12. How does it run with no crucible in the furnace? Does it run better?
  13. Take some baby powder, sprinkle it on areas that have markings and dust off. The powder helps any details to standout more.
  14. I made part of my shed into a smithy. I lined the walls with rock wool for sound proofing and fire protection. Looked up eviltwinx on youtube - I have a series of videos on building a tiny and sound proof blacksmith shop.
  15. What I've discovered that helps solve the venting issue is to build an enclosure with, a relative small opening, around your forge. I'm assuming it's a coal forge. This helps dramatically increase the draw of the chimney since surrounding colder air doesn't dilute the hot air from the fire. My space is only 33 square feet and( mostly) soundproof. I use a cheap bathroom fan to blow fresh air into my space. Most of my free time is late at night, hence the soundproofing, and no complaints from the neighbors. I'm on my second season using this tiny smithy but so far it's been working out great. Challenging yes, but great, You can check out my build on youtube. Look for Eviltwinx.
  16. HB are top notch anvils for sure and yours is in awesome condition. Depending on where you live, anvil prices can range from 4-8 dollars a pound. Sometimes more. There should be a serial number in the left front foot. That can help determine the year it was made. Also, a number should be visible under the logo which will the weight.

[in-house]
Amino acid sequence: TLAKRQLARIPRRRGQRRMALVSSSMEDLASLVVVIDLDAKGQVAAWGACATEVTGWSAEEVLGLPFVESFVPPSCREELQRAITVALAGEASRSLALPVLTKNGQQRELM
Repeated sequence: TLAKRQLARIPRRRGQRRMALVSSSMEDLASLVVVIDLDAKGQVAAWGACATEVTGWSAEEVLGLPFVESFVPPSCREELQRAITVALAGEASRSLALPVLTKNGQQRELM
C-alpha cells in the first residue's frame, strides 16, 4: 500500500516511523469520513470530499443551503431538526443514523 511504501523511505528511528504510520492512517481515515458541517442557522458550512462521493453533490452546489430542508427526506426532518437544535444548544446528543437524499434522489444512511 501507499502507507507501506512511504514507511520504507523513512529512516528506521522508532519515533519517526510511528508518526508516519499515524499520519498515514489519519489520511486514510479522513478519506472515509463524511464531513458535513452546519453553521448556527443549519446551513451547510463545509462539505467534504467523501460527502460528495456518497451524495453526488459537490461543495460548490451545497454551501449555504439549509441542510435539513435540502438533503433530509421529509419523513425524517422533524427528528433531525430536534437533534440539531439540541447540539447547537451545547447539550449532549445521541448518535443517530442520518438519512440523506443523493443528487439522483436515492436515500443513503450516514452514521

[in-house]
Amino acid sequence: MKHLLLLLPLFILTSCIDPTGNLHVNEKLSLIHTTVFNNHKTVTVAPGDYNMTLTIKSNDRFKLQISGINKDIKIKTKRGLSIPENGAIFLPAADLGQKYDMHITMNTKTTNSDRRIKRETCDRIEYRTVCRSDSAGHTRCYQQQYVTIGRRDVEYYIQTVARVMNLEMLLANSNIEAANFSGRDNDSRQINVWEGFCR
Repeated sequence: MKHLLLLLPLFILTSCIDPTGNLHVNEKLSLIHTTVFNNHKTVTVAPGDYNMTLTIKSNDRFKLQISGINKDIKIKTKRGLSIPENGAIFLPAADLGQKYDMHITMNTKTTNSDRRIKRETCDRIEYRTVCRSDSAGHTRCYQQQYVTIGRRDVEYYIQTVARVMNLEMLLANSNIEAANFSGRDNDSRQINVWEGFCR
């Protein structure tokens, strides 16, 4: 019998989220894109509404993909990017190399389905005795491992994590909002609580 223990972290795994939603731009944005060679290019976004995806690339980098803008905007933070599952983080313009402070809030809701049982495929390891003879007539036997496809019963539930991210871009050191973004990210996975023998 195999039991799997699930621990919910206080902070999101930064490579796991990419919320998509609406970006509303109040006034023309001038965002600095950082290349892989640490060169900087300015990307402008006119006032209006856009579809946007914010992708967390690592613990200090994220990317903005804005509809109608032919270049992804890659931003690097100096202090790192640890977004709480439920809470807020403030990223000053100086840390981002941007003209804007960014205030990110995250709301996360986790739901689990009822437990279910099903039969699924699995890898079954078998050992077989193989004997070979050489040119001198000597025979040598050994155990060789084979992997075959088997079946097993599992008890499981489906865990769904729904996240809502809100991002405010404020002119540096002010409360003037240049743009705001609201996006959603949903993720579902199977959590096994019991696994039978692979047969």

17. One obvious suggestion is e-bay but I haven't seen fan parts very often. I'm on the lookout for parts for my champion 400. Maybe look into brazing or soldering? I think soldering is for electronics though.
  18. You really should brush on something that's acts as rigidizer over the wool. Some use refractory. The fibers are very hazardous will be blown out as you use the forge.
  19. Very cool space! How big is it? My space is a measly 33 square feet and I'm thinking about building a larger shed. Need to keep it small though.
  20. About year ago, I took a class with Alec Steele, he mentions Brian's name often since he studied under him. I asked him about Brian and why doesn't he post more videos and that most of his content is a few years old. Alec thought it might have to do with Brian's age and not being as active. Not sure how accurate that is but it's all I know.
  21. My workshop is tiny- a mere 33 square feet. Not perfect but it works for me. Don't over think it, just do it.
  22. Thers is nothing wrong with melting cans. It all depends on what you want to do with them. I think it’s awesome to use trash that’s blowing around, melt it, and make art. I do lost foam. I even use them to make belt buckles. If you want to machine it or make parts for a steam engine, then yea, use higher quality AI. As to why your crucible failed? Could of just been a defect or maybe how you tempered it. The guys over at AlloyAvenue will have better insight. -m
  23. Check out alloyave.com The guys there will steer you in the right direction. You you're planning on doing just a couple of melts, a metal crucible is fine. Casting a simple billet is pretty straight forward but you might want to add gates and a sprue - both help with metal flow and shrinkage. -m